Personally, I'm still unsure about "which church". The Jewish religion of Jesus' day was excoriated by Him, but He still told His disciples to obey, because the scribes and Pharisees still had God appointed authority, even if they were a generation of vipers. That's a wonderment to me. At the same time their authority was limited, if they exceeded their brief, they were to be actively resisted. A saved man had to obey a damned man, in religious matters! At least so far as was possible. Bears pondering.

Bruce Charlton said...

@Unknown - I can point out some things I have discovered for myself, by intuitive discernment, if you like. But the point is that intuitive discernment is, it seems, what each sincere Christian is now compelled to do, for himself. So I don't expect you to agree with me unless you have also discovered it.

Truth is one - but my knowledge and expression of it is partial and distorted; and therefore may not address your condition.

But you, personally, will need to make the effort to discover that part of the truth you need - and faith tells us that you will be able to do this.

@NN - True

@ted - I would regard what I am saying as different from what Schumacher said - indeed, I suspect that the idea of dying to oneself is an error when most modern people express it - they mean something like Buddhism (Schumacher was an ex Buddhist). I am sure that God wants us to be ourselves and unique to the highest possible degree - but obviously Not to be worldly, hedonic, selfish, self-promoting...

Christianity is a religion of unique children of God - we don't want our children to be identical un-selves, neither does God want this for us. He wants his children to grow and develop to be like himself in nature... I suppose the problem is that many Christians regard God as an abstraction, not as a person - and therefore assume that we ought to become more abstract like him.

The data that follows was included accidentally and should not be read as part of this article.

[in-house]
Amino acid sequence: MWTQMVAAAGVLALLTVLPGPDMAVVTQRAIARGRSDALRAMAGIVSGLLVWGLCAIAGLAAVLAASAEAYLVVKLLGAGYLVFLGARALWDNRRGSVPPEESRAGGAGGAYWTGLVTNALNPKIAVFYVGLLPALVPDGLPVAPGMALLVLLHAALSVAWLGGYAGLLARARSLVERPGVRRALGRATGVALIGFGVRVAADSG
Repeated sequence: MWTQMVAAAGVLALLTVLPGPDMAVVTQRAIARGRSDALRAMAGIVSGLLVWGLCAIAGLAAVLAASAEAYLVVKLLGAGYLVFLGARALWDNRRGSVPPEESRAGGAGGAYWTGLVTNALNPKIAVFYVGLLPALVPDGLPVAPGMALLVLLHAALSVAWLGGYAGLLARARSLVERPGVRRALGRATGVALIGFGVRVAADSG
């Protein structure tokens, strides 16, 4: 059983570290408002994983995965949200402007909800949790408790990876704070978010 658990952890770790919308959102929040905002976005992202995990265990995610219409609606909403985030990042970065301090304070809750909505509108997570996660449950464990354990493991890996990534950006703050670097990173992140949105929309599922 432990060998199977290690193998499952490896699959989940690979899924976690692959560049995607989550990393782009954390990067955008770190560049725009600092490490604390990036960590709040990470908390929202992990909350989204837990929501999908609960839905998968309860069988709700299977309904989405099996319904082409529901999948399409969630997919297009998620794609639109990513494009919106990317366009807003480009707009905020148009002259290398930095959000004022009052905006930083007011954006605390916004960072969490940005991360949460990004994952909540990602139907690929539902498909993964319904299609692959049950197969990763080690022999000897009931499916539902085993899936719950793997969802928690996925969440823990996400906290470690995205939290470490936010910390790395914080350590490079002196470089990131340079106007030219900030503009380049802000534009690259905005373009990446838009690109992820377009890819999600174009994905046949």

But Jesus may provide clarity - a great and unique personality, absolutely himself. So long as, in becoming like Jesus we should hope to be unique and distinctive personalities - living *from* our real and divine (and unique) selves, therefore able to discern well in each unique situation (not trying to copy Jesus's personality).

(I am of course assuming that divinity is a nature, a kind-of-thing, and not a unity - therefore divinity is *ultimately* plural. But that's for another time..)

@Michael - Good point about Jesus's advice - worth pondering.

Chiu ChunLing said...

I think it is dangerous to identify this as a new situation, as if it did not apply to Christianity since Christ's Ascension and to all humanity outside of those who had direct association during His mortal ministry. At the close of Christ's direct physical presence with the disciples on Earth, He said, "But the Comforter, which is the Holy Ghost, whom the Father will send in my name, he shall teach you all things, and bring all things to your remembrance, whatsoever I have said unto you."

Even before that, Christ taught, "Beware of false prophets, which come to you in sheep’s clothing, but inwardly they are ravening wolves."

Now, I do not say that there was no social benefit to a strong tradition of "orthodox" Christianity prior to modern times...it is clear that there was, or the modern world could not have risen from the wealth and technological revolutions founded on the Christian character of Western Civilization. But Christianity has always been about the salvation of the individual disciple, and it has always required discernment by the gift and power of the Holy Ghost, with the small exception of that short time when Christ walked bodily among us.